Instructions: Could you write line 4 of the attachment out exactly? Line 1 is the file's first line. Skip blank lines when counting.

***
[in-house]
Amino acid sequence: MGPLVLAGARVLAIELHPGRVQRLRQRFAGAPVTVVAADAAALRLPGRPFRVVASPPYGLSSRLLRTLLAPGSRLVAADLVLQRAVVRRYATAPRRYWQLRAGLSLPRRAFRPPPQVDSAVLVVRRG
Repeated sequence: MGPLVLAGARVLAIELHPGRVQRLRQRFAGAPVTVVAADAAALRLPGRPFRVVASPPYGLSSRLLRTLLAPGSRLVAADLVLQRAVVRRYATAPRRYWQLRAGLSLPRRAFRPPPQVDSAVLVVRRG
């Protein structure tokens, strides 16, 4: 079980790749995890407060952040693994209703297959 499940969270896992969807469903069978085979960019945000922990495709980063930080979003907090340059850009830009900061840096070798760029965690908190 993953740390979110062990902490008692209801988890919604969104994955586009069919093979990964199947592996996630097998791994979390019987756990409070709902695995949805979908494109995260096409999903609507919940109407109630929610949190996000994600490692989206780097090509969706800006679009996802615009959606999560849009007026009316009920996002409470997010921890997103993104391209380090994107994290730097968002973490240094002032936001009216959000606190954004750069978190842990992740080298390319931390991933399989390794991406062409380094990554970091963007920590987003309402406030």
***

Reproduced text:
């Protein structure tokens, strides 16, 4: 079980790749995890407060952040693994209703297959 499940969270896992969807469903069978085979960019945000922990495709980063930080979003907090340059850009830009900061840096070798760029965690908190 993953740390979110062990902490008692209801988890919604969104994955586009069919093979990964199947592996996630097998791994979390019987756990409070709902695995949805979908494109995260096409999903609507919940109407109630929610949190996000994600490692989206780097090509969706800006679009996802615009959606999560849009007026009316009920996002409470997010921890997103993104391209380090994107994290730097968002973490240094002032936001009216959000606190954004750069978190842990992740080298390319931390991933399989390794991406062409380094990554970091963007920590987003309402406030």